Subject: Re: Thought crimes
From: "Jonathan S. Shapiro" <shap@eros-os.org>
Date: Mon, 25 Dec 2000 12:07:31 -0500

[Dave: for IP, if you think it appropriate]
[Others: this note is in response to a discussion about the joint plans of
disk drive manufacturers and content providers to provide copy protection
based on cryptographic means embedded within the drive technology. The
subject line is not of my choosing.]

I think there is a great public confusion about what copyright means, and
that the entire debate about the dangers of cryptographic disk drives is
missing something important.

Copyright has two purposes: (1) to allow an author to gain compensation for
a work, and (2) to ensure that after an appropriate amount of time the work
becomes public domain. As we think about the implications of cryptographic
disk drives, it is important to remember that these technologies only
address *half* of copyright. They allow a distributor to ensure that a
copyrighted work is more difficult to steal. Unfortunately, by their very
success, they ensure that the work will never be released as a public good.
Cryptographic disk drives do not preserve copyright. They enforce something
much much stronger.

The content manufacturers and the disk drive makers are formulating a new
contract with the viewing public. This contract does not protect the
interests and rights of the public as copyright does, because it does not
allow the content to be transferred into the public domain at the expiration
of the copyright period. If the content providers have concluded that
copyright provides inadequate protection, they are certainly free to devise
other means. However, they should not be simultaneously entitled to claim
the benefit of copyright for their works.

It is ironic to note that the manufacturers and the content providers have
conspired to turn the history of copyright back almost five hundred years.
Copyright traces its origin in English law to the charter of the Stationers
Company in 1556. It came into law for the purposes of allowing the crown to
suppress heresy and sedition by concentrating printing presses among a small
number of businesses that could be threatened and coerced by the crown. The
grant allows the Stationers to search out and destroy competing printing
presses (literally to burn them to the ground) outside of other legal
processes. This monopoly was strengthened "for the repressinge of suche
greate enormyties and abuses as of late" by Queen Elizabeth in 1586 in the
Decrees of the Starre Chamber. These repressive laws remained in force until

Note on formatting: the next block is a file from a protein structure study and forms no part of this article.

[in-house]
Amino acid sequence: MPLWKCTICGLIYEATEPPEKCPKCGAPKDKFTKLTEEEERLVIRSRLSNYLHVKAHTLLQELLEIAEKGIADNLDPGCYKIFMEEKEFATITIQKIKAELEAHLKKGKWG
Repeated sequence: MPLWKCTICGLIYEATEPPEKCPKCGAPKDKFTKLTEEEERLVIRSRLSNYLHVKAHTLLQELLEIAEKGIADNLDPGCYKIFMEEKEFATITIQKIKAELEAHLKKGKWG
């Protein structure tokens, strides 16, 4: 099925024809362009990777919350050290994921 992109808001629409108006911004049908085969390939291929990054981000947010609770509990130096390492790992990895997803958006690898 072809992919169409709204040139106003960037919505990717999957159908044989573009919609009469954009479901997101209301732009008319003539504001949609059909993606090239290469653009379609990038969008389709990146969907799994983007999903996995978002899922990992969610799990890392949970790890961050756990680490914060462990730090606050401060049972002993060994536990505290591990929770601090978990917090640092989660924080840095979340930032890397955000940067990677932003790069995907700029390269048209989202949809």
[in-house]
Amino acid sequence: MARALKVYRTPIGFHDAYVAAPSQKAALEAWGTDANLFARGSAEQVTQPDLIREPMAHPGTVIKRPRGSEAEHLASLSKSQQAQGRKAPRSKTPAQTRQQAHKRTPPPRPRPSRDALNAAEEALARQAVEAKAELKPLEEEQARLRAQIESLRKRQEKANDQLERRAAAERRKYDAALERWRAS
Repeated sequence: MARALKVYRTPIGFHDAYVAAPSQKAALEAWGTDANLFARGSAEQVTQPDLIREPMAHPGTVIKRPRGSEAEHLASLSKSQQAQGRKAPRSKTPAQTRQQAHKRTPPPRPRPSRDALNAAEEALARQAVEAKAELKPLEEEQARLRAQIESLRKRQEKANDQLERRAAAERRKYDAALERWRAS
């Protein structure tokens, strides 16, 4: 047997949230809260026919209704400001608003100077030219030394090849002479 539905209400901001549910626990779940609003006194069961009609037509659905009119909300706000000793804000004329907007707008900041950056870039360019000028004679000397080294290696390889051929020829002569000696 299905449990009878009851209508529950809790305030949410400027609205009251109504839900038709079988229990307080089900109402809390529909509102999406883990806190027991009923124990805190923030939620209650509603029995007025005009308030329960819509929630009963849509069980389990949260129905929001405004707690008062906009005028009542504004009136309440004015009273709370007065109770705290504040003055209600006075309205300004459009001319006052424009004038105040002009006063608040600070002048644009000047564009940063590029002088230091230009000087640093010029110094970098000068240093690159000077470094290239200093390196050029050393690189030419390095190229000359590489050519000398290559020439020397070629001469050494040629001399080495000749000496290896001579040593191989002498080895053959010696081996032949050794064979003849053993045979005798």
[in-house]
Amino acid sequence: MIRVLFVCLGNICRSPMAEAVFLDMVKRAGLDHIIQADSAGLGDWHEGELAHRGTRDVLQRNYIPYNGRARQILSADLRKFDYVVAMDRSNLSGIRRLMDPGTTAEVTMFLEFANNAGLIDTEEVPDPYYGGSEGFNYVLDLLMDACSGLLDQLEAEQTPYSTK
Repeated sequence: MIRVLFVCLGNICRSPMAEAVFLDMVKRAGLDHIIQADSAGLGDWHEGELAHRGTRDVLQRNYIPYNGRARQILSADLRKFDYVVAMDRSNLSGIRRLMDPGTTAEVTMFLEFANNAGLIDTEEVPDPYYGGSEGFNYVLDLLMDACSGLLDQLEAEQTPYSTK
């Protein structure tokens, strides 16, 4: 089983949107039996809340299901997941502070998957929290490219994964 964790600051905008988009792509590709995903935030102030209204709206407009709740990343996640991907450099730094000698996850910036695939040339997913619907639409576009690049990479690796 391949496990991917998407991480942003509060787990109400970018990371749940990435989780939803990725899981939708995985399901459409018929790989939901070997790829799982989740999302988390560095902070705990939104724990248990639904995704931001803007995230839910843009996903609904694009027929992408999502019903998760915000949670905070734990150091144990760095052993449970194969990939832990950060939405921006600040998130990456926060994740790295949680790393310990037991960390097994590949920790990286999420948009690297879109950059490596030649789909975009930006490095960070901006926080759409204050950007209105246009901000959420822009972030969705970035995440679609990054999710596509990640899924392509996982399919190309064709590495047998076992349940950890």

the expiration of the censorship laws in 1694.

The model for modern copyright law was the Copyright Act of 1709, 8 Ann. c.
19), which was fundamentally an anti-monopoly law. Modern copyright is based
on *preventing* monopolies of exactly the kind that the content
manufacturers are trying to establish.

It is interesting to note that this occurs as software vendors are working
to build similar monopolies in the form of software patent. In the area of
software patents, the conflict between the rights of the public and the
profits of the corporation is particularly painful and clear. There is no
conceivable justification for a 20 year protection period in an industry
whose product lifecycles are less than two years. In this arena, more than
in any other, the introduction of patent robs the public of the ability to
innovate in a timely fashion.

Both debates have neglected a crucial and important point: the rights of the
public.

Patent and copyright as we know them today do not exist to protect the
profits or the interests of corporations. This is commonly forgotten when
people argue the merits. I hear people argue "company X has a *right* to
make a reasonable profit on their inventions." Similarly, we are hearing
that "company Y has a *right* to make a profit on their video, recording, or
what have you. These are reasonable arguments, but they have very little to
do with copyright or patent.

The purpose of copyright and patent is to ensure that the protected
intellectual property becomes a public good within some reasonably short
period of time.

Perhaps, before we agree too readily that either change is reasonable, we
should stop to examine the history of repression and bloodshed that has
surrounded similarly repressive laws in the past.

You'll need a strong stomache. It isn't pretty.


Jonathan S. Shapiro, Ph.D.
Johns Hopkins University